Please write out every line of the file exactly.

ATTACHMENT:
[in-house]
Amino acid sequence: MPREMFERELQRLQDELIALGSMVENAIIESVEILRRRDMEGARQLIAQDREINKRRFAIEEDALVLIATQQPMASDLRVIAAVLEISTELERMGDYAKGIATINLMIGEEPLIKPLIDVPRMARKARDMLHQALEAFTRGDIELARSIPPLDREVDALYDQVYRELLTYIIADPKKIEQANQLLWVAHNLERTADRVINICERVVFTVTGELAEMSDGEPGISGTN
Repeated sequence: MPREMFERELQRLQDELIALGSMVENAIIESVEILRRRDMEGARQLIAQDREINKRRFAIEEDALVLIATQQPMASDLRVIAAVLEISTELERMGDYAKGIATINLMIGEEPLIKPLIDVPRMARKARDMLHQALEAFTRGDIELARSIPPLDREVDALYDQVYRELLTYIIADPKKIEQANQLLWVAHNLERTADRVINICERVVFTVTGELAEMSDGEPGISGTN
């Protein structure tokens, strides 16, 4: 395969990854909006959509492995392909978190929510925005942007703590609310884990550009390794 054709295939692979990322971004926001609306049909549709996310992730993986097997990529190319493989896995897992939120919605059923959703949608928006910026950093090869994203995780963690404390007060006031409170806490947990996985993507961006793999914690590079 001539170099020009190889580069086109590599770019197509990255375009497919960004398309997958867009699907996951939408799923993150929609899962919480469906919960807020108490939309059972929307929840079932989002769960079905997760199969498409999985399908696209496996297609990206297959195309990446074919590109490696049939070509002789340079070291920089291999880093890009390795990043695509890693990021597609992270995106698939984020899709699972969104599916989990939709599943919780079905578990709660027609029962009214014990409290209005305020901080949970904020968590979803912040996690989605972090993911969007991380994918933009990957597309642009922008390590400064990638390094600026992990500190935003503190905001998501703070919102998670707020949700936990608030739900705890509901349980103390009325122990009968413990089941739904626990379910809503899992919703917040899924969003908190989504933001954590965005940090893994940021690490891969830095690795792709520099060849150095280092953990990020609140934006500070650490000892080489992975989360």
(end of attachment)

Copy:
[in-house]
Amino acid sequence: MPREMFERELQRLQDELIALGSMVENAIIESVEILRRRDMEGARQLIAQDREINKRRFAIEEDALVLIATQQPMASDLRVIAAVLEISTELERMGDYAKGIATINLMIGEEPLIKPLIDVPRMARKARDMLHQALEAFTRGDIELARSIPPLDREVDALYDQVYRELLTYIIADPKKIEQANQLLWVAHNLERTADRVINICERVVFTVTGELAEMSDGEPGISGTN
Repeated sequence: MPREMFERELQRLQDELIALGSMVENAIIESVEILRRRDMEGARQLIAQDREINKRRFAIEEDALVLIATQQPMASDLRVIAAVLEISTELERMGDYAKGIATINLMIGEEPLIKPLIDVPRMARKARDMLHQALEAFTRGDIELARSIPPLDREVDALYDQVYRELLTYIIADPKKIEQANQLLWVAHNLERTADRVINICERVVFTVTGELAEMSDGEPGISGTN
């Protein structure tokens, strides 16, 4: 395969990854909006959509492995392909978190929510925005942007703590609310884990550009390794 054709295939692979990322971004926001609306049909549709996310992730993986097997990529190319493989896995897992939120919605059923959703949608928006910026950093090869994203995780963690404390007060006031409170806490947990996985993507961006793999914690590079 001539170099020009190889580069086109590599770019197509990255375009497919960004398309997958867009699907996951939408799923993150929609899962919480469906919960807020108490939309059972929307929840079932989002769960079905997760199969498409999985399908696209496996297609990206297959195309990446074919590109490696049939070509002789340079070291920089291999880093890009390795990043695509890693990021597609992270995106698939984020899709699972969104599916989990939709599943919780079905578990709660027609029962009214014990409290209005305020901080949970904020968590979803912040996690989605972090993911969007991380994918933009990957597309642009922008390590400064990638390094600026992990500190935003503190905001998501703070919102998670707020949700936990608030739900705890509901349980103390009325122990009968413990089941739904626990379910809503899992919703917040899924969003908190989504933001954590965005940090893994940021690490891969830095690795792709520099060849150095280092953990990020609140934006500070650490000892080489992975989360």